Mike Andrezzi did his homework before investing $70,000 in stocks. And despite this week’s ups and downs, he’s sure the market’s the place to be. But one thing baffles him: Where do the baht and the Hang Seng fit in?
“When I’m investing in a stock in this country, I don’t see that it should affect me when another country has a problem,” said the engineer from Mantua, N.J. “It’s hard enough to stay on top of this.”
Just when Main Street investors started to become fluent in options trading and savvy about circuit breakers, along comes talk of exchanges and currencies from the other side of the planet.
That jitters on Hong Kong’s market and the devaluation of regional currencies such as Thailand’s baht could trigger Monday’s nosedive on U.S. markets underscores the globalization of the world economy.
But it’s darn confusing for investors who think Asia is “the other side of the moon,” said Dave Petersen, a Silver Spring, Md., investment adviser who’s getting calls this week from clients asking about the region.
“They say ‘I’ve been reading about Asia and it’s falling apart … How’s this going to affect us?”’, said Petersen, who sold all his international investments in August based upon his nightly scans of Pacific news on the Internet.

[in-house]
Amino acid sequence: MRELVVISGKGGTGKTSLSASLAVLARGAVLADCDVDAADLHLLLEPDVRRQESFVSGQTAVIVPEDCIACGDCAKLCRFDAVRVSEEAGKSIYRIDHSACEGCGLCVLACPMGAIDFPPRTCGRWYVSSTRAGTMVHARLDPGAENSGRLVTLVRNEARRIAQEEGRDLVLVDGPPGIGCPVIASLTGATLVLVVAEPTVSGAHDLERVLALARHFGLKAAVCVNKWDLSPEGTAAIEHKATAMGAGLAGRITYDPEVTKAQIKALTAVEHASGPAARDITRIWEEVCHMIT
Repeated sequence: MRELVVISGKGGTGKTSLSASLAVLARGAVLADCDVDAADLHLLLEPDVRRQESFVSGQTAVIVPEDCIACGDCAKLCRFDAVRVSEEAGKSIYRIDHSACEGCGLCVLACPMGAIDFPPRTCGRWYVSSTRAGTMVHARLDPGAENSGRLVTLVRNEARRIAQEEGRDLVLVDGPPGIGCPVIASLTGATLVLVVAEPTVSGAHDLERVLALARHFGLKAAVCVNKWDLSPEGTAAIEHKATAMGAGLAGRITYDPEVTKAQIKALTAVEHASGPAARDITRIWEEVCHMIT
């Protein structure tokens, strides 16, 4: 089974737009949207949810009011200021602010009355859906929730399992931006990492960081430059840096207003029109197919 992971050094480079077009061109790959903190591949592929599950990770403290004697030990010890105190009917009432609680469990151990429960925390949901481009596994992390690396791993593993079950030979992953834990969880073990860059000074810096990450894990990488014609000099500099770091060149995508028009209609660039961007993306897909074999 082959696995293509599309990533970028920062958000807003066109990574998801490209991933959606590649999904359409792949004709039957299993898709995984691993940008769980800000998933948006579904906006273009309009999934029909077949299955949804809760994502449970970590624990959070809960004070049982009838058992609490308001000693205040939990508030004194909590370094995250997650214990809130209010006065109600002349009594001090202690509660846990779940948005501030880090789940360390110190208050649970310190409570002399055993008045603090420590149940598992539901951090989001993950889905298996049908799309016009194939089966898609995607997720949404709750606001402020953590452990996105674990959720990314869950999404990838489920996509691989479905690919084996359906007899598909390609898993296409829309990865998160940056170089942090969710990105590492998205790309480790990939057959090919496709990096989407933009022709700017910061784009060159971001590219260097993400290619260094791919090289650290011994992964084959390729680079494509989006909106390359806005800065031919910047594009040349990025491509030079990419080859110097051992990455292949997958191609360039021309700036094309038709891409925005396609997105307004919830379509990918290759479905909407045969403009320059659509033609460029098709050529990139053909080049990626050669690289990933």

In many ways, investors are right to wonder.
The United States is more and more tied to global economies. Witness the growth of U.S. exports as a percent of gross domestic product, to 11 percent today from 7 percent in 1990. One quarter of U.S. goods are exported to the Pacific Rim.
Recent domino-like developments further illustrate the trend. When currency turmoil engulfed Thailand this summer, regional currencies and stock markets were shaken, prompting a reappraisal of many Asian economies.
After the market fell repeatedly last week in Hong Kong - once thought immune to Asian currency jitters - U.S. investors worried how much the troubles would affect America. On Monday, such fears triggered the big U.S. stock market slide that included a 554-point drop in the Dow Jones industrial average.
Fed Chairman Alan Greenspan said Wednesday the Asian turmoil should have a “modest but not negligible” impact on the U.S. economy. Bruce Steinberg, chief economist for Merrill Lynch, expects the Asia troubles to reduce the U.S. gross domestic product growth by half a percentage point to 2.5 percent in 1998.
Given such trends, some say Americans should worry more about international events. “We look at investing and think 98 percent about the U.S.,” said Bruce Huber, chief equities strategist for the investment firm Piper Jaffrey. “We’re going to have to pay more attention than we have to the global economy.”
But many say that’s no reason for small investors to follow every Asian economic burp, including plunges in foreign stock indexes like Hong Kong’s Hang Seng. “They don’t need to worry too much about the (Malaysian) ringgit,” Steinberg chuckled Thursday.
Tom Silcott, a retired Westinghouse executive, isn’t jumping to track the baht’s daily progress. But he’s convinced Americans should be looking outside their borders more than they do - and he’s found himself doing just that.
“The Brazil market went down 10 percent today,” he said. “A year ago, I wouldn’t have paid any attention to that. I’m paying more attention now to the whole scene.”
Graphic: Red October